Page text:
1) Your starting point should be informed by how well you knew the deceased and how well you know the person to whom you write.  Let the note’s opening express your emotional reaction to the news of your recipient’s loss.  This may take many forms, from the shock of reacting to unexpected events, to a sort of relief-tinged sorrow that may accompany the loss that follows a prolonged illness.

2) It is important to offer a description of your own feelings, as they will often mirror those felt by your reader.  Avoid blanket phrases and resist the urge to detach.  Offering a window into your own feelings will help to validate the flood of emotions confronting the grieving.

3) When addressing someone not well known to you, include a line indicating your connection to the deceased.  A note of this type can be thoughtfully composed with your introduction at its core.

4) Writing to those most dear can prove especially difficult.   Write an anecdote about or memory of the deceased into the heart of your note.   Ideally, your story would be new to your addressee.  The most memorable notes are often the most offhand, narratives that draw energy from the everyday and bestow ease with a voice that is familiar.  Perhaps you might recall a favor bestowed, or laughter shared.  Describe a party at which you were a guest, or retell sport, either shared or observed.   Sensory references are especially enriching.  Commend the dapper, highlight a distinctive gait, savor the pleasures of grill or garden.  Allow your telling to become a description of the way you will remember.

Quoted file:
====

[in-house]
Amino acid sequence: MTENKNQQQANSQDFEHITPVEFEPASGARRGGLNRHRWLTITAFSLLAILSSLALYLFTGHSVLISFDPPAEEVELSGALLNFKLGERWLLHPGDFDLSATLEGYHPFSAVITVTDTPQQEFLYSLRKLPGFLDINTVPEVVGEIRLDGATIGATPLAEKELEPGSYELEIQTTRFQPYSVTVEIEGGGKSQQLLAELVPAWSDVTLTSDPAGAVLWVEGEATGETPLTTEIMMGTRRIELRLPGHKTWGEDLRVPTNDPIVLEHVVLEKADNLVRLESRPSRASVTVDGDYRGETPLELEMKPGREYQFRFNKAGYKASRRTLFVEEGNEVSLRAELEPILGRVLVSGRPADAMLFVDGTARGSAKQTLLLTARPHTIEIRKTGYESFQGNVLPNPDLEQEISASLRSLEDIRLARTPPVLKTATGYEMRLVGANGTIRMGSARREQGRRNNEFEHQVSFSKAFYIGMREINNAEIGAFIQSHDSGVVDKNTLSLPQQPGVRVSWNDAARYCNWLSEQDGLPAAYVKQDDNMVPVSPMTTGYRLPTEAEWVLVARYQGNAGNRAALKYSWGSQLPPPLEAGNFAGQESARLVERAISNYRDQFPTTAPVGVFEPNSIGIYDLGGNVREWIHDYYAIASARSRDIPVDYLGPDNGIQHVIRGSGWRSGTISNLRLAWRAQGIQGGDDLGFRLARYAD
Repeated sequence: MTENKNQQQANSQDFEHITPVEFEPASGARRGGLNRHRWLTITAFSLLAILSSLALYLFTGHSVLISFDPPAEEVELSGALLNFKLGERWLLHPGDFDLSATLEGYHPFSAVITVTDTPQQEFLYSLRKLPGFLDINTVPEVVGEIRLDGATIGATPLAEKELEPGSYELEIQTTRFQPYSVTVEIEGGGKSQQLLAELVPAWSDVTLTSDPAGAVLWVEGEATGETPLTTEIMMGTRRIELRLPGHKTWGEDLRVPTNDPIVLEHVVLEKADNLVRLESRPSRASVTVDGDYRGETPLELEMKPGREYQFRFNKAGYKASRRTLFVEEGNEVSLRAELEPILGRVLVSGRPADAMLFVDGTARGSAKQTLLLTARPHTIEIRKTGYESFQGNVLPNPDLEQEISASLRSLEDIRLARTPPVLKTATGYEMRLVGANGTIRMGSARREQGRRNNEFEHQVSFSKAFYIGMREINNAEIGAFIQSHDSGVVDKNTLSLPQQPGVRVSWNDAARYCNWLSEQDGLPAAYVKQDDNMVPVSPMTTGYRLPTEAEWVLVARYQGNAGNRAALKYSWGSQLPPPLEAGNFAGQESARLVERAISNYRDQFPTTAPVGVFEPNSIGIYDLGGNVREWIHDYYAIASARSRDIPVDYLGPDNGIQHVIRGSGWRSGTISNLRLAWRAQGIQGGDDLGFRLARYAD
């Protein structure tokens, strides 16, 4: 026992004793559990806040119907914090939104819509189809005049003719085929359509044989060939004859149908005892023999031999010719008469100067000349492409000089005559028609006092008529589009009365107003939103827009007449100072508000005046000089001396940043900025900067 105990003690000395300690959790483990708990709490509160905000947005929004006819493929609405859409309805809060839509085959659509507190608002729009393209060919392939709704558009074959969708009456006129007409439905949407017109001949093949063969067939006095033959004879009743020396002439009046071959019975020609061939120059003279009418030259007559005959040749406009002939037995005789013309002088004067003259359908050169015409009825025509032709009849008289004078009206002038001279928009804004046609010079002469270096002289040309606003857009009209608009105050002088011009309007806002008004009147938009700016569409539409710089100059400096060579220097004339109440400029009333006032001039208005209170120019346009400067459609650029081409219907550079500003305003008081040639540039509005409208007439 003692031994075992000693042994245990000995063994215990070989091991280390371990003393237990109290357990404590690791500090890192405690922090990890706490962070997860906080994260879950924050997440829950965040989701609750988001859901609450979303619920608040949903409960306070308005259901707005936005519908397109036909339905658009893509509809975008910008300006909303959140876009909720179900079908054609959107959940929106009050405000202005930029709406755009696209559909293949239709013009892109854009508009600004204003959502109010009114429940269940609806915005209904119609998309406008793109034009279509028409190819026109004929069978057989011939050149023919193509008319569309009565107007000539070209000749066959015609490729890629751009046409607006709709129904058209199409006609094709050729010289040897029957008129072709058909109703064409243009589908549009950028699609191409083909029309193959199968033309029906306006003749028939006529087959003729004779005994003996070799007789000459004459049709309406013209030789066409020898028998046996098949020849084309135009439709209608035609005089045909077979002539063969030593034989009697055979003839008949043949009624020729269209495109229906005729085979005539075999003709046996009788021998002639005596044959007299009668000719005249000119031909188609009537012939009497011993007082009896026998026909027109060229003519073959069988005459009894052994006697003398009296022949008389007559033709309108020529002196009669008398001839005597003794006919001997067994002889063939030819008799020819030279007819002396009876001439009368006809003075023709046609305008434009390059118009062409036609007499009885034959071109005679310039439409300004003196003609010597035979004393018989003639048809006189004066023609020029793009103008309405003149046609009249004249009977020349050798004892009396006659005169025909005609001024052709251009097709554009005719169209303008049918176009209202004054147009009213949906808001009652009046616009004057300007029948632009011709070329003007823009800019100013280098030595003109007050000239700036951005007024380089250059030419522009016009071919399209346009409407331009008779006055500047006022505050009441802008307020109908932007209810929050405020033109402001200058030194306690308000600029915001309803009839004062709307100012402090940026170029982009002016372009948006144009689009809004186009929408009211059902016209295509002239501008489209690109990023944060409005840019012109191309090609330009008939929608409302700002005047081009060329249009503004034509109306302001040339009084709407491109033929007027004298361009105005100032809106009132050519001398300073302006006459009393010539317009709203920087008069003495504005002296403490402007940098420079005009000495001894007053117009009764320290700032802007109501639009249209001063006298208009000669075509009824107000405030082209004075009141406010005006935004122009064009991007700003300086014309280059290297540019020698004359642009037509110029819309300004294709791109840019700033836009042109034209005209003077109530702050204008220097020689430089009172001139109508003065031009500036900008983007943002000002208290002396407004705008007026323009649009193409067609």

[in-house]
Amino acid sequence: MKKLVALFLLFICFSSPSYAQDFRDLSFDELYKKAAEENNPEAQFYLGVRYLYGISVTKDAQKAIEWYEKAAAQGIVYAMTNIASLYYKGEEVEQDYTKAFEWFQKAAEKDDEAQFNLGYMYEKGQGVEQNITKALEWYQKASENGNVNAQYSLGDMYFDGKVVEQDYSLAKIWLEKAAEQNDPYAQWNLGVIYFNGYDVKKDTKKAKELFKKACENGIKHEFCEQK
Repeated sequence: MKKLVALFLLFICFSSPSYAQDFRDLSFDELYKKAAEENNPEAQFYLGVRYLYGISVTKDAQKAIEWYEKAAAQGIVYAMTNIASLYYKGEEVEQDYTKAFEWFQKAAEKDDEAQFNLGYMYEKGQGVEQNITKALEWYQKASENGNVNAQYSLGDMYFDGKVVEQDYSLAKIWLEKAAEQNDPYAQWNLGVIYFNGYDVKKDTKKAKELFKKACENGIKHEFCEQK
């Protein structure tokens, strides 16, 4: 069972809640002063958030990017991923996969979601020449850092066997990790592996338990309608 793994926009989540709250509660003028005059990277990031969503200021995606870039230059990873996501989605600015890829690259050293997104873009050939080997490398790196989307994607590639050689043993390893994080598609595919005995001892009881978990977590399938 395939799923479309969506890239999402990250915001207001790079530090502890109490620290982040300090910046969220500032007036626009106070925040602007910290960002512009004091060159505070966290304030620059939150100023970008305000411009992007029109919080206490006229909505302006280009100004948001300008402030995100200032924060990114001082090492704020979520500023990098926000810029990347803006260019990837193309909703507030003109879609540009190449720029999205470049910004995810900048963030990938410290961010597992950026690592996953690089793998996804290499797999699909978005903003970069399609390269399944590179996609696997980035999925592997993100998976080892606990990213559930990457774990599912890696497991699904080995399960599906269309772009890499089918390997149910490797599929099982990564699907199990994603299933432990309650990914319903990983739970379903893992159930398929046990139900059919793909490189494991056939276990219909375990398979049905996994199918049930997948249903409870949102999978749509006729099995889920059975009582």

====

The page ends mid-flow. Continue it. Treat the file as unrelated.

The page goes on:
Etiquette requires acknowledgement of the receipt of a condolence note by the recipient.  This may take the form of boxed cards or notes, though bespoke options are also available.  Stationery printed to meet these needs traditionally uses white or ecru stock and black ink paired with classic typestyles.

Spotlight on Marcardin Calligraphy

We sat down with Heather Brock of Marcardin Calligraphy to talk about her beginnings as a calligrapher and how she became inspired to start her own company. 

Q: “Marcardin” is such a unique name. Can you please tell us the significance of why you chose that name for your company?

HB: The name Marcardin is very dear to me because it is the name of an old family estate located in Shelbyville, Kentucky that belonged to us for over 150 years. Much like other homes and farms of that era, the estate was named by its builder, Mark Hardin. Fast forward to the early 1990s and my family was faced with the tough decision to sell it [Marcardin Farms] once my Great Aunt passed away. Most of the family memorabilia was kept in the attic; old letters and notes penned by ancestors, including those from my great uncle Mark Hardin, dated back to around 1856. All of the letters feature beautiful pen and ink calligraphy, and as an adult, the penmanship is my favorite thing to exist from that attic. I’m very fortunate to have such richly documented family history to reflect on. Marcardin, which was once known as Marcardin Farms, is now calligraphy for me.